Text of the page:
From a certain perspective, Westhoff is right, of course -- solar and wind generators do not pollute. But looked at another way, he's wrong: Renewable energy only benefits the environment if it reduces the amount of energy generated by polluting oil, gas, and coal plants. So far, at least, that doesn't seem to be happening in San Francisco.
The Mirant plant and the solar proposals are on entirely separate political tracks. Decisions on one seem unlikely to affect decisions on the other.
Potrero Hill activists and environmentalists would like nothing better than to use the huge solar projects as an argument for downsizing the new plant, or at least for closing the Hunters Point facility. But that's proving to be a tough sell. Mirant has scoffed at any suggestion that it shrink its Potrero Hill expansion plans. And the state's grid operator, which has the ultimate say on whether Hunters Point can be shut down before 2006, hasn't indicated what criteria it will use to make that decision.
At the same time, the current energy crisis has made the state reluctant to curtail any plans for power plants. In a letter in this week's SF Weekly, California Energy Commission Executive Director Steve Larson writes, "There is nothing unnecessary about adding new generation to California's supply, regardless of the facility size."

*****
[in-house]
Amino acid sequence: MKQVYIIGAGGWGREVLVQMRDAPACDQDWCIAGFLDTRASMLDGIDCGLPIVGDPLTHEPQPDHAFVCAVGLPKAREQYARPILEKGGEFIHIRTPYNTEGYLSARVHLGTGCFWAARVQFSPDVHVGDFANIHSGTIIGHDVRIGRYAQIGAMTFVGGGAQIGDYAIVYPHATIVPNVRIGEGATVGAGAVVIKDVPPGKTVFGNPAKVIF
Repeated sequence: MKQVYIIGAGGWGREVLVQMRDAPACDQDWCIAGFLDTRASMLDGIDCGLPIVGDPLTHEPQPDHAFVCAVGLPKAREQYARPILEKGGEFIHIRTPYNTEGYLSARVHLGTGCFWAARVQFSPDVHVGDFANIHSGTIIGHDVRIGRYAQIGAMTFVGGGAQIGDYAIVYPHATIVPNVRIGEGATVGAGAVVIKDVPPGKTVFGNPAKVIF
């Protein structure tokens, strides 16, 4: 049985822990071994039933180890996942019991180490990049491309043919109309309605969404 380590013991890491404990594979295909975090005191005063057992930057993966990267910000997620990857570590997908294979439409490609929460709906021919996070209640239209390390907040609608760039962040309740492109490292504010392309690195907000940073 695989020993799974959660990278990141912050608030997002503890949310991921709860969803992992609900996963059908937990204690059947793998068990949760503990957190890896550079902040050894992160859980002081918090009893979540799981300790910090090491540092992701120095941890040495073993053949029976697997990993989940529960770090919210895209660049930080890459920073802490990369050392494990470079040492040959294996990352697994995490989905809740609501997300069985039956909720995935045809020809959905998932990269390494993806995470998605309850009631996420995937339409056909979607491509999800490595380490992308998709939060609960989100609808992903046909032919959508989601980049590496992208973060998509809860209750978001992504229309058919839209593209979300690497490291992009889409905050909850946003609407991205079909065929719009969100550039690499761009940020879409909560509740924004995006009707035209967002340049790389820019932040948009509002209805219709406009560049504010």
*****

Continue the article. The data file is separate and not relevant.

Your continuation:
For Alan Ramo, a professor of environmental law at Golden Gate University who works with the Southeast Alliance for Environmental Justice, Larson's statement reinforces the notion that the Energy Commission has yet to prove it is capable of taking the southeast's disproportionate pollution into account during this siting project. He suggests Mirant be forced to pay for more solar panels in the area as a condition for building the Potrero Hill plant. "Our hope is to have fossil fuel minimized, and that's what's in the city ordinance. I assume the city will not allow the project to go forward unless the ordinance is complied with."
Leno himself seems to personify the disconnect between the two energy projects. He offers no opinion on the controversy over the new plant. But he does want San Francisco to invest in solar energy.
"Look, I think this is a very significant step," Leno said. "But it's not a magic wand."